A 45-year-old woman was left in “extremely critical” condition after a man shot her in the chest, but the suspected gunman was also hospitalized after being beaten by witnesses, Philadelphia police said.
The shooting happened shortly after 2 a.m. Saturday near the intersection of Kensington Avenue and Tioga Street in the Kensington neighborhood, Philadelphia Police Capt. Nicholas DeBlasis said. Several people had called police about a “domestic disturbance” on the street before more calls started coming in about the shooting, he said.
When police arrived, they found the woman on the ground, suffering from several gunshots to the chest. She had apparently tried to walk after getting shot before collapsing on the street.
Responding officers then found out that 10 to 12 people were chasing the suspected gunman, DeBlasis said. The witnesses hit the man in the face and head, leaving him with several cuts before officers arrested him, the captain said.
Officers found a semiautomatic handgun on the suspect, DeBlasis added.
Both the woman and the man were taken to Temple University Medical Center.
Elsewhere, at least two gunmen left a 46-year-old man with wounds to the face, wrist and both knees when they fired from two separate cars near the intersection of 10th and Brown Streets just after 1 a.m. in North Philadelphia, DeBlasis said. The man was taken to Thomas Jefferson University Hospital, where he was listed in stable condition.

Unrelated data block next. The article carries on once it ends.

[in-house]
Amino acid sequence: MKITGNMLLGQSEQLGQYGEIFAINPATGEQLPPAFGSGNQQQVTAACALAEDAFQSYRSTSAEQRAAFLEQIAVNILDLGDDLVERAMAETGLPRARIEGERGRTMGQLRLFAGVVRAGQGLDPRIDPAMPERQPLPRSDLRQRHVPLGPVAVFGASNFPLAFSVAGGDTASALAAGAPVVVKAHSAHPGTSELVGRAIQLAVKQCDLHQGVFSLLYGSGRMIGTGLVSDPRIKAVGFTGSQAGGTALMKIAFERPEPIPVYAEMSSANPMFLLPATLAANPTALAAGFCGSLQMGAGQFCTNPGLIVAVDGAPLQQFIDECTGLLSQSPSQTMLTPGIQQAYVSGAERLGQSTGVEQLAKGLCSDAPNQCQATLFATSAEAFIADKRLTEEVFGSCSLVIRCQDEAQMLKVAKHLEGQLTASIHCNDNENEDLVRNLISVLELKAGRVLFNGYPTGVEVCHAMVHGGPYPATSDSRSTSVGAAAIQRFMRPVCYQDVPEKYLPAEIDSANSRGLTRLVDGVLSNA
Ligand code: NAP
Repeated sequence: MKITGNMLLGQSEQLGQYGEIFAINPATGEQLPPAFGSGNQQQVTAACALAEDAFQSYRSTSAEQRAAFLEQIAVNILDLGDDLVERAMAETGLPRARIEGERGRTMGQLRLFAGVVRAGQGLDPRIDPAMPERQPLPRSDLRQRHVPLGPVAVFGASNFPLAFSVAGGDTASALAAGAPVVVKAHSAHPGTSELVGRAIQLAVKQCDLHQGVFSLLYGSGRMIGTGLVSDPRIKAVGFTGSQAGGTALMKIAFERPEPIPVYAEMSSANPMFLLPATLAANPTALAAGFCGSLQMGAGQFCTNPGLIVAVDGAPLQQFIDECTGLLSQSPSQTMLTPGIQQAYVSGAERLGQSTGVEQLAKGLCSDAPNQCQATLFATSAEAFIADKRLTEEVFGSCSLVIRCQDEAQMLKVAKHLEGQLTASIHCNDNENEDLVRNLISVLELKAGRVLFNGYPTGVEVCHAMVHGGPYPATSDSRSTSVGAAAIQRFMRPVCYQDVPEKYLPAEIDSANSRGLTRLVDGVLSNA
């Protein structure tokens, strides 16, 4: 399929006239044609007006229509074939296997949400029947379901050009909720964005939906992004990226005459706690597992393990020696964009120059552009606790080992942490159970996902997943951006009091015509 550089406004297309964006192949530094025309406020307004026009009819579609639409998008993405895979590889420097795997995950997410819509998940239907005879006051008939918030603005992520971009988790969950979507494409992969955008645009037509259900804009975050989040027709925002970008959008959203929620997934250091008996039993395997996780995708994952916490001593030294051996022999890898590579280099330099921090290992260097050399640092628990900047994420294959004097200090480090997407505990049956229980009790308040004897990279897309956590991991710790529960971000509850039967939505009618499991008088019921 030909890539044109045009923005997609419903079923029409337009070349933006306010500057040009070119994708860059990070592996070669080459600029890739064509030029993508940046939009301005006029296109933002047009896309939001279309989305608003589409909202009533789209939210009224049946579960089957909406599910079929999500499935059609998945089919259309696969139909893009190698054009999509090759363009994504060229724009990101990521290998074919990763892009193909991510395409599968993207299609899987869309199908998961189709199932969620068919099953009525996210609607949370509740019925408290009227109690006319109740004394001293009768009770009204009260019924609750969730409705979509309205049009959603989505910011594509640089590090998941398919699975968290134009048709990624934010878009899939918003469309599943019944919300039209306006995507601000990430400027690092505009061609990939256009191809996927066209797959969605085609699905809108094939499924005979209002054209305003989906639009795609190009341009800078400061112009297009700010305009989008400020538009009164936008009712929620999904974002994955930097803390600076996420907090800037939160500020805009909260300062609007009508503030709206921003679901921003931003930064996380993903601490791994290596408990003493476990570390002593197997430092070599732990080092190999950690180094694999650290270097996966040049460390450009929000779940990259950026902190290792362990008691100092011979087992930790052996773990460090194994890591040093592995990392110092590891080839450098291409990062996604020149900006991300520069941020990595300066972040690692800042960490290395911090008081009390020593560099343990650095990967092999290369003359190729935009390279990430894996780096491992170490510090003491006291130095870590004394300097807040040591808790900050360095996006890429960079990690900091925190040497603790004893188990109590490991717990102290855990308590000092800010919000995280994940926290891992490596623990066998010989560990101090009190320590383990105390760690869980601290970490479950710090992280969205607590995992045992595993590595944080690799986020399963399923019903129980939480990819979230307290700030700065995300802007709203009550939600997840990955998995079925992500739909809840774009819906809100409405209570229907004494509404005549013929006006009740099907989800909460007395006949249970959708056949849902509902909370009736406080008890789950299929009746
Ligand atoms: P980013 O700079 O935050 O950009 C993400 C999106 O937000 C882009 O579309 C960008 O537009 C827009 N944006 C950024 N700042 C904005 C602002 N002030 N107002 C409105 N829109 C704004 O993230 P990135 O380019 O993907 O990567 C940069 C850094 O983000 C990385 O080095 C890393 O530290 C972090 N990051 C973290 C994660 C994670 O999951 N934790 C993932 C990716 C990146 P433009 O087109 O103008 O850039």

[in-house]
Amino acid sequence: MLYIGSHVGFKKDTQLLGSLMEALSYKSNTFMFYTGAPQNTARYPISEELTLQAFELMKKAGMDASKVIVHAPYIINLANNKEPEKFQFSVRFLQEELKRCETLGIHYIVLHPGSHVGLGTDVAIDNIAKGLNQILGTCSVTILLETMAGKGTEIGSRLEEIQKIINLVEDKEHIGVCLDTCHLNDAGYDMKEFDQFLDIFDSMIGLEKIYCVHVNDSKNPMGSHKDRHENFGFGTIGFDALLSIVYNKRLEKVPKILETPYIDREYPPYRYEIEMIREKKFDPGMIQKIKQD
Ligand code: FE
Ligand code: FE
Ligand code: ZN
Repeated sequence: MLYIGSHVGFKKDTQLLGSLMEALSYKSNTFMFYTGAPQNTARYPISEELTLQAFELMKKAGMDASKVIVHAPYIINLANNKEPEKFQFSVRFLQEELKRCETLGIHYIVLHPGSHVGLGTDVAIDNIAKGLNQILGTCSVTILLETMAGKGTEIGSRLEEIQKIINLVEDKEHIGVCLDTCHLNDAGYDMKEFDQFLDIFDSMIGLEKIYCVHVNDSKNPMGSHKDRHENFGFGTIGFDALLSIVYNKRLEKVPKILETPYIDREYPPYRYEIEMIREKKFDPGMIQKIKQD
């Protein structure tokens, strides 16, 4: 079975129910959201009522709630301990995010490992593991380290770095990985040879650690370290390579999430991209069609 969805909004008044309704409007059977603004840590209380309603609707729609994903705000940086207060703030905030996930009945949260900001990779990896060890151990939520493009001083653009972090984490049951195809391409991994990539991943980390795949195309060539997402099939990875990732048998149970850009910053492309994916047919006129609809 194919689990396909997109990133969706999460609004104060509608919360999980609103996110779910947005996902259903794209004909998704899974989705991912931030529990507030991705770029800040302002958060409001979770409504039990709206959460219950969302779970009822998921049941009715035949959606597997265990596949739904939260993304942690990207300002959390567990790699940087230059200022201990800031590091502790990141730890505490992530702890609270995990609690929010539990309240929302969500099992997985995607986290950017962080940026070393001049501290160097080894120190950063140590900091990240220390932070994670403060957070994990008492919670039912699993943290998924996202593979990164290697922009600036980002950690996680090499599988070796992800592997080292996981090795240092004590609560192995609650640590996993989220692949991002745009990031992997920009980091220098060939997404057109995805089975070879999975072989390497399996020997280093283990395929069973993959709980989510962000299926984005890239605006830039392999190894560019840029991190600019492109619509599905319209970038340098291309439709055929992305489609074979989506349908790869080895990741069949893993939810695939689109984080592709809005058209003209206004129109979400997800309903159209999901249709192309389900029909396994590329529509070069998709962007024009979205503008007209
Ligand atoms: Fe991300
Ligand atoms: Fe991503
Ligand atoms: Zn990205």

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Surveillance video showed the gunmen firing from two dark-colored, mid-size sedans before fleeing southbound on 10th Street. Responding officers found at least 19 spent shell casings DeBlasis said.
Also in North Philadelphia, a 33-year-old man was shot once in the back on the 2200 block of N. Colorado Street a little after 1 a.m., police said. He was taken to Albert Einstein Medical Center and listed in stable condition.
The shootings come at a time when police expect increased gun crimes during what will be an oppressive heat wave in Philadelphia.
In response, police said additional officers will be deployed to areas most impacted by violent crime.
“We will be operating in a strategic manner, with deliberate focus on those individuals and groups responsible for the violence in our communities, while safeguarding the liberties of our valued community partners,” Philadelphia Police Commissioner Danielle Outlaw said in a statement.
There are additional resources for people or communities that have endured gun violence in Philadelphia.Further information can be found here.